There is a “buyer’s agent” defense in D.C. after all – at least with respect to drug distribution charges involving marijuana.
We used to rely on the “buyer’s agent” defense when I practiced in Philadelphia. Simply put, this is the defense that your client was not dealing drugs. He was simply helping an interested buyer connect with a person who was selling them.
So I was disappointed to find upon moving my practice down to the District that the defense was generally not recognized in this jurisdiction. As the D.C. Court of Appeals put it in Minor v. United States, 623 A.2d 1182, 1186 (D.C. 1993), “the law is clear that being an agent of the buyer is not recognized as a valid defense to a charge of distributing a controlled substance.”
The legalization in 2014 of the possession of a small amount of marijuana (less than two ounces) in D.C. has now changed this – at least with respect to marijuana.
The defendant in Simms v. United States, 244 A.3d 213 (D.C. 2021) was charged with unlawfully distributing marijuana after he facilitated a transaction between an undercover police officer and a person selling marijuana. The undercover officer approached Simms and told him he was trying to buy marijuana. Simms did not ask him how much he wanted to purchase. Nor did he express any interest in helping him obtain it. But Simms did direct the officer to where marijuana was being sold “up at the store” and he did agree, when asked, to take the officer to a takeout called America’s Best Wings. Simms also handled the actual physical exchange of $20 for the small amount of marijuana.
Simms’ purchase of the small amount of marijuana and his transfer of the marijuana to another person were both legal under the new law. However, because Simms had “associated himself” with the sale of the marijuana, he had aided and abetted a transaction that was unlawful for the seller to make.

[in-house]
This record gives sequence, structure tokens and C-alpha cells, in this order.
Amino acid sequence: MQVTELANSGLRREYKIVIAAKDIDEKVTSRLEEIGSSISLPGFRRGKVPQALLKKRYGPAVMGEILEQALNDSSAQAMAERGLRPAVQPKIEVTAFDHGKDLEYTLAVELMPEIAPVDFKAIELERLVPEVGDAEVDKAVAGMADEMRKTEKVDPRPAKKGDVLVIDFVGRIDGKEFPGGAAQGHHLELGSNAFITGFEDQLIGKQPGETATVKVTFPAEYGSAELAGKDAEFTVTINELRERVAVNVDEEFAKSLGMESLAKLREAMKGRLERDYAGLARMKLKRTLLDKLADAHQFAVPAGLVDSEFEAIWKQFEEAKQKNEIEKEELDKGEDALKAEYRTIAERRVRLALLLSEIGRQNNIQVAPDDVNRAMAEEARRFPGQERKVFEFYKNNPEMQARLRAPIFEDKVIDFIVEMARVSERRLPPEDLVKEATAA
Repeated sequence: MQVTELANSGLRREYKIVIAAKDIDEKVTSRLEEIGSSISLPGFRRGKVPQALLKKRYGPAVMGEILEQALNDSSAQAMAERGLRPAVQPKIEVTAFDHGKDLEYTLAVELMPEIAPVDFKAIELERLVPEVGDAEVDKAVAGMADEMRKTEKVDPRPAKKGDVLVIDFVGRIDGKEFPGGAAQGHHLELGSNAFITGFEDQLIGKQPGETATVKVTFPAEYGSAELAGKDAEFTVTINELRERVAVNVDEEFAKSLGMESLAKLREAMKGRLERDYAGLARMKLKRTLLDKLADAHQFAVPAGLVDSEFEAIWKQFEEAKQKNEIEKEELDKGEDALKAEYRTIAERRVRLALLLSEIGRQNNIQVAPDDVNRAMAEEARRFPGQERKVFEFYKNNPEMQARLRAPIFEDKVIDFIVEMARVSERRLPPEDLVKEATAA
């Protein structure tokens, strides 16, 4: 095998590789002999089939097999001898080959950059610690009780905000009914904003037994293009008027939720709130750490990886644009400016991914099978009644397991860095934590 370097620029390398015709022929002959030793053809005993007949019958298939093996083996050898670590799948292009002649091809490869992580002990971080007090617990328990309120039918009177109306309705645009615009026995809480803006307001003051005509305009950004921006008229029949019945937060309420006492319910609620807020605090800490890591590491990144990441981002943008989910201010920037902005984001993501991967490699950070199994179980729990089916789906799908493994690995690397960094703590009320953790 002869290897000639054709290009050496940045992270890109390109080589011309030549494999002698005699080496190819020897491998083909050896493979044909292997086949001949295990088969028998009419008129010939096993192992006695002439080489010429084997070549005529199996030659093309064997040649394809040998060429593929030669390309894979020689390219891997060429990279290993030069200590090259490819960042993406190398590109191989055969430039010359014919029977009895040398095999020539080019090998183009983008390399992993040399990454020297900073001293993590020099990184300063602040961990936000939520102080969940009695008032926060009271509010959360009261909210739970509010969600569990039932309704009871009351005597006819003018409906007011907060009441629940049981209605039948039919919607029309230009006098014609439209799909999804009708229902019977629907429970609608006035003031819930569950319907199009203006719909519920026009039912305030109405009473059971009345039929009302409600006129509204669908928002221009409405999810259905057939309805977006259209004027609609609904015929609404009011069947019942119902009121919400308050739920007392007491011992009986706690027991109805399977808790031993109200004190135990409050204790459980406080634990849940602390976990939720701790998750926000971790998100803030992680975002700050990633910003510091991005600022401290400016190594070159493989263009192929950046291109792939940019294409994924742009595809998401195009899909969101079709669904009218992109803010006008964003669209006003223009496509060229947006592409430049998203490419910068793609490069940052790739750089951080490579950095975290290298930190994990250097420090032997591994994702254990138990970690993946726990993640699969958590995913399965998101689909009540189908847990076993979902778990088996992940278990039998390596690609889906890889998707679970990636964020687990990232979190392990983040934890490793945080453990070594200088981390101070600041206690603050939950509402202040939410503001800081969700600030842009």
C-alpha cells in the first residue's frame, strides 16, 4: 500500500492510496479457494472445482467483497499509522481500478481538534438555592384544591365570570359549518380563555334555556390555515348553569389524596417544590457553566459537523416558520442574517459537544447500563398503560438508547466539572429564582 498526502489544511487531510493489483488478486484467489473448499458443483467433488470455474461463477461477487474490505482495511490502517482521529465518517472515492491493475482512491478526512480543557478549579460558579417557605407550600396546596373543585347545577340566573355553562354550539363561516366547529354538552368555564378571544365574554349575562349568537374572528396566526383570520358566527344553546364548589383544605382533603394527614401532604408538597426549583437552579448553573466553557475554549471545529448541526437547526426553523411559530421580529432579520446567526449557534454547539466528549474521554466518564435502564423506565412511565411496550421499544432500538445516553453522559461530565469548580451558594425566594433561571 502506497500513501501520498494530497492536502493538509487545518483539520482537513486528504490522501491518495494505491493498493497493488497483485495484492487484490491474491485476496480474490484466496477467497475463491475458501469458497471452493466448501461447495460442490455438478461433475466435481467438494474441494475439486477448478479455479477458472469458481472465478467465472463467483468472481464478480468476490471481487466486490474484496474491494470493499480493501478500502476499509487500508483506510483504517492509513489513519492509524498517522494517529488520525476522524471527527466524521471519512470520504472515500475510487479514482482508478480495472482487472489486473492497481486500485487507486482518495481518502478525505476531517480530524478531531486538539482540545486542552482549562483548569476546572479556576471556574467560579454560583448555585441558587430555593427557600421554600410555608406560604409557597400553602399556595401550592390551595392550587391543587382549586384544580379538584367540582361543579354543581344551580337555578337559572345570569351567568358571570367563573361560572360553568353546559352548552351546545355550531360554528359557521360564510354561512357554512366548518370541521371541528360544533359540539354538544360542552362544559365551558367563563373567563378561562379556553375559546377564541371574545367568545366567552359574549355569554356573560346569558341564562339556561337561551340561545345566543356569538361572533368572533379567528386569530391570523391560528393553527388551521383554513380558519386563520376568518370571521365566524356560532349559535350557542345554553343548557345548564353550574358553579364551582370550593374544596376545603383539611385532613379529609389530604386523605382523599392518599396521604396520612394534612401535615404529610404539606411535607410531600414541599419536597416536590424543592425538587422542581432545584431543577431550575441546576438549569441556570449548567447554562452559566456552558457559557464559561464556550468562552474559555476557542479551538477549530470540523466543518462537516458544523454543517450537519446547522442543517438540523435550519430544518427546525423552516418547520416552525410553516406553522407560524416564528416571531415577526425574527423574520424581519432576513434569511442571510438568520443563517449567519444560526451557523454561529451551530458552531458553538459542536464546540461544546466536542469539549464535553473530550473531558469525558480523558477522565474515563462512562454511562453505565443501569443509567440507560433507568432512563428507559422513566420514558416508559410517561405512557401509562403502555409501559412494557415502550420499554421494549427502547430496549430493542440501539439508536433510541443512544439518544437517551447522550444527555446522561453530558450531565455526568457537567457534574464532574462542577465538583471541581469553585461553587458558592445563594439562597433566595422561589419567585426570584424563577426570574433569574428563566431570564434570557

In an opinion written by Associate Judge Stephen H. Glickman, the D.C. Court of Appeals overturned the conviction.
The Court held that, although aiders and abettors in D.C. are in fact treated the same as the principals in a criminal offense, an accomplice, in order to be held criminal culpable, “must be concerned in the commission of the specific crime with which the principal defendant is charged; he must be an associate in guilt of that crime.” (Emphasis in original): This “purpose-based” standard requires “proof that the accomplice intended to help the principal to commit the charged offense.”
The prosecution was unable to satisfy that burden in this case. Specifically, the prosecution was not able to prove that Simms’ “acted with the purpose . . . to help the seller make the unlawful sale.” There was no evidence, for example, that Simms was posted there to connect potential buyers with the seller. Nor did Simms do anything else to suggest that he was part of the seller’s distribution operation: “In fact, it appears [Simms] would have been perfectly content to point the officer to America’s Best Wings and let him buy the marijuana there on his own.”
D.C. Superior Court judge Danya Dayson presided at trial. Joseph McCoy represented Simms at trial. Anna Scanlon and Rupa Ranga Puttagana handled the appeal.